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Derivative transactions – the obligation to report

25 April 2019. Published by Edward Colville, Legal Director

As the recent £34.9m fine for Goldman Sachs shows, the FCA takes the obligation to report derivative transactions seriously. How does this affect parties who trade infrequently, and what changes to the reporting requirement can we expect post-Brexit?

The background

Derivative trading is often seen as a risky business, with media coverage focussing on short selling and speculative investments in futures and credit default swaps.  In practice, derivatives are an essential part of financial planning for many businesses, and are typically used as a means of spreading and diluting risk.  Many companies which receive income in different currencies due to an international presence, or which have an exposure to floating interest rates under standard banking facilities, rely on derivative transactions to protect their cash flows against changes in market conditions. 

In the wake of the financial crisis of 2007 – 2008, regulators started to pay close attention to what had previously been an unregulated marketplace for derivative trading.  In the US, this lead to the Dodd-Frank Act and FATCA, which both have an extra-territorial impact on swap counterparties from outside the United States.  In the EU, the existing regulatory framework set out by FSMA (in the UK) and MiFID (in the EU) has been bolstered by EMIR and MiFID II.  The implications of these new regulations were extensive for those parties regularly involved in derivative trading, but also extended to those parties who enter into a handful of trades per year, such as retailers with an exposure to foreign currency risk from their overseas stores, or investors and insurance companies with longer term investment assets.  Although these less frequent traders may have sophisticated finance teams, they are often not used to the regulated environment in which investment banks work, and don't have dedicated teams who can undertake regulatory reporting.

The obligation to report

Since the relevant sections of EMIR came into force in February 2014, both parties to a derivative transaction have been under an obligation to report each derivative trade they make to a registered trade repository.  The report must be made no later than the working day after the trade date (or the date any trade is modified or concluded).  While investment banks with extensive internal regulatory functions may be well placed to process these reports, other parties are not, and for many companies a practice has developed of delegating their reporting obligations back to the bank that arranged the trade (or to a third party service provider).  Typically when a party (the Counterparty) negotiates an ISDA master agreement with a bank, it can also request a delegated reporting agreement to make the bank responsible for reporting both sides of the trade (although the underlying obligation to ensure that reporting takes place still falls on the Counterparty).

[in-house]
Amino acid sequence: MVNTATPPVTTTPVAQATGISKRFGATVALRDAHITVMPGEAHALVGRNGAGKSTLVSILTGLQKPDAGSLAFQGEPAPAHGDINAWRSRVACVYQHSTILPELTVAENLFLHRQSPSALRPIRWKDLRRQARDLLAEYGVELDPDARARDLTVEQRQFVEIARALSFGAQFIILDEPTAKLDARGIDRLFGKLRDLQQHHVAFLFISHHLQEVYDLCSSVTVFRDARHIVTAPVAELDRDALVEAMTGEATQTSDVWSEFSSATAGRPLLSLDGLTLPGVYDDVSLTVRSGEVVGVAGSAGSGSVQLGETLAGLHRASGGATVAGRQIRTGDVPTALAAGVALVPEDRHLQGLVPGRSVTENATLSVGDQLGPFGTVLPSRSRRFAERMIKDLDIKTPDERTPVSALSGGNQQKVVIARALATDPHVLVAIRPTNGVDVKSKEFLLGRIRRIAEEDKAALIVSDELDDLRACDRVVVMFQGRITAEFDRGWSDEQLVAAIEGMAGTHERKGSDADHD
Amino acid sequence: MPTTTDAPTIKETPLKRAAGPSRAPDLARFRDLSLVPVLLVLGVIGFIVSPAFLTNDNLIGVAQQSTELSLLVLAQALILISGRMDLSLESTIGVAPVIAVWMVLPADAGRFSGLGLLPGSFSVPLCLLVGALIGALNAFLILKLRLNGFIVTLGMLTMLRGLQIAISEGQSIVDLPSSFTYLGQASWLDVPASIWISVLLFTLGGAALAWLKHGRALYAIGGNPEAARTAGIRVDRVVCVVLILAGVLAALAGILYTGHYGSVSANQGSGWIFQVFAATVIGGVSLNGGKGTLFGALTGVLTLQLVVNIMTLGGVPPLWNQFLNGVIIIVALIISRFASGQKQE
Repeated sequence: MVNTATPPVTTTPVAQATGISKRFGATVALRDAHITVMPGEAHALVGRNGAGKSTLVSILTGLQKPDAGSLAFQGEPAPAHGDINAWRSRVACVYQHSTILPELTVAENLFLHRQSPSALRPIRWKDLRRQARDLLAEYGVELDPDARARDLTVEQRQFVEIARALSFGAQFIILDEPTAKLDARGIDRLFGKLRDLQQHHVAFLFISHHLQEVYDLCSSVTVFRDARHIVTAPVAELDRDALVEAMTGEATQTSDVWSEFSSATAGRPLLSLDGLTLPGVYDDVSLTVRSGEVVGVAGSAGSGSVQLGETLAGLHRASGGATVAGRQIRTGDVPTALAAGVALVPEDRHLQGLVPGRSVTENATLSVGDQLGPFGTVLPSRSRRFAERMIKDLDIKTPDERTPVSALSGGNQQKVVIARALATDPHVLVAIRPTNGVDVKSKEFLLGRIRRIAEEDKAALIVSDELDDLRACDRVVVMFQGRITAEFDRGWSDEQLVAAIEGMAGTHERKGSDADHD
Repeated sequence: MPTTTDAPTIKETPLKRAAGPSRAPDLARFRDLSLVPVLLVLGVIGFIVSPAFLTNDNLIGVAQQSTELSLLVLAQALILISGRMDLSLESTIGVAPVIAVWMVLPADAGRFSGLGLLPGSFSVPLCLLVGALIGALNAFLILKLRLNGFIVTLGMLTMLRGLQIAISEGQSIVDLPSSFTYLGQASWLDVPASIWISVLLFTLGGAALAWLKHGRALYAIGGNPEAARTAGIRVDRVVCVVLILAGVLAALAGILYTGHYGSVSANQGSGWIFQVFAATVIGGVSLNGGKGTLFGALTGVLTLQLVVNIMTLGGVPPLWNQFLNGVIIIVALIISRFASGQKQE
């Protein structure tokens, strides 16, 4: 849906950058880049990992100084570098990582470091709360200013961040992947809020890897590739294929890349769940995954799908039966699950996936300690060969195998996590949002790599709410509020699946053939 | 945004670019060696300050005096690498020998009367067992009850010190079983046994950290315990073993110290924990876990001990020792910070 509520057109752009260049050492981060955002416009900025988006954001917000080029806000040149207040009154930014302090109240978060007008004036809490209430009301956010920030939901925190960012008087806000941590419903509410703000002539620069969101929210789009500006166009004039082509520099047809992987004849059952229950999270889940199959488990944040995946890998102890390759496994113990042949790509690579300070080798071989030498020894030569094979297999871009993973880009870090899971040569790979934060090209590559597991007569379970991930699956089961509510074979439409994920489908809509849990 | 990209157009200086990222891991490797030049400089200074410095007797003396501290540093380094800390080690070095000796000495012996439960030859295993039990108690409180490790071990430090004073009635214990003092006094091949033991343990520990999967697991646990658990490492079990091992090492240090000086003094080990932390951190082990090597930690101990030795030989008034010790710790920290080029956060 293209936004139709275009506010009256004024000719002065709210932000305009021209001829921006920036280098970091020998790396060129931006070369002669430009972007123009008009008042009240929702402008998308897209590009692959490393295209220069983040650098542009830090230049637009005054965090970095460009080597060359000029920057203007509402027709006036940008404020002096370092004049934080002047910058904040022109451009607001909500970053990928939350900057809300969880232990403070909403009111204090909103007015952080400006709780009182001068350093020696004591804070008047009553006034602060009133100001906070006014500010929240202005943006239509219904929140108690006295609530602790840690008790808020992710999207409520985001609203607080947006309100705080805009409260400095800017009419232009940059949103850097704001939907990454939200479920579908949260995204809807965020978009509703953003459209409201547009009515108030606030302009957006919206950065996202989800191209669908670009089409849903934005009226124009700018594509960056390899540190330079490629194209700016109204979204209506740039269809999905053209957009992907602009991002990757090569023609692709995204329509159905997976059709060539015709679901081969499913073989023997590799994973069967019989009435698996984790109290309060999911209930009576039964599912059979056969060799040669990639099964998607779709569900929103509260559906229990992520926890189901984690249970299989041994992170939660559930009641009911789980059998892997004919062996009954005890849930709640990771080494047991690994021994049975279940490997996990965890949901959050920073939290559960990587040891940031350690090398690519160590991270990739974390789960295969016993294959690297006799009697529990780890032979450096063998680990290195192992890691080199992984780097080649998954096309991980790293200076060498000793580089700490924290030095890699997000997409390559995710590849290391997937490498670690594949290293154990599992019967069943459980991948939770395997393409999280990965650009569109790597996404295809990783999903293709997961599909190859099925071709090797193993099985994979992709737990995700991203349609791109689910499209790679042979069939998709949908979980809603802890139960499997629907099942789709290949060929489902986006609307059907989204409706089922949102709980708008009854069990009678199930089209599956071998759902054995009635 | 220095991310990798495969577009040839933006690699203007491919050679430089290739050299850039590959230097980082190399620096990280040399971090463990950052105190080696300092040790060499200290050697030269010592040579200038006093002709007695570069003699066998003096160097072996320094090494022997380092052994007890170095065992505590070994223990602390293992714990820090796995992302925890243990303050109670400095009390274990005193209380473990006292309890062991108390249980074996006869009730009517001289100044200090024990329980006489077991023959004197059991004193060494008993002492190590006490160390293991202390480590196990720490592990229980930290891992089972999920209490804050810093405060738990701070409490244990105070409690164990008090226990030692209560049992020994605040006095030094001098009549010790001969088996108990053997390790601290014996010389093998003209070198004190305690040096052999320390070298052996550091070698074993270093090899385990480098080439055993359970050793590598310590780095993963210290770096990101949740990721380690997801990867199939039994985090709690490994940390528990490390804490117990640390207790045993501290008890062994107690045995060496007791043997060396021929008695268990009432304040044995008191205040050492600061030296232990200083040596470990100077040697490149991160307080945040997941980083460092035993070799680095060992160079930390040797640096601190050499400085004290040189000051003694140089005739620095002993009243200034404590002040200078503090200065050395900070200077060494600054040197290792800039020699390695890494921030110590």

Failure to report trades can give rise to financial penalties.  For example, the FCA recently fined Goldman Sachs £34.9m for failing to report (or misreporting) 220.2 million transactions between November 2007 and March 2017. Counterparties which trade infrequently may take some comfort from the fact that penalties for failure to report are typically calculated on a "per missed report" basis, but it is clear that the FCA takes the reporting obligation seriously, and views it as critical to ensure the integrity of financial markets.

The future

As the derivative reporting requirements in EMIR are part of EU regulation, they have not been transposed into UK law, and in theory would cease to apply following Brexit.  However, the current regulations are part of a wider commitment on the part of G20 nations to encourage greater visibility over, and regulation of, financial markets, and it is likely that EMIR equivalent regulations will be put in place regardless of the outcome of Brexit negotiations.  The EU (Withdrawal) Act 2018 put in place a statutory framework for a UK version of EMIR, which would take effect post-Brexit if no other deal is reached.  Barring any unexpected changes in the regulatory landscape, it is likely that the current reporting requirements will remain, although the practicalities of reporting transactions may change.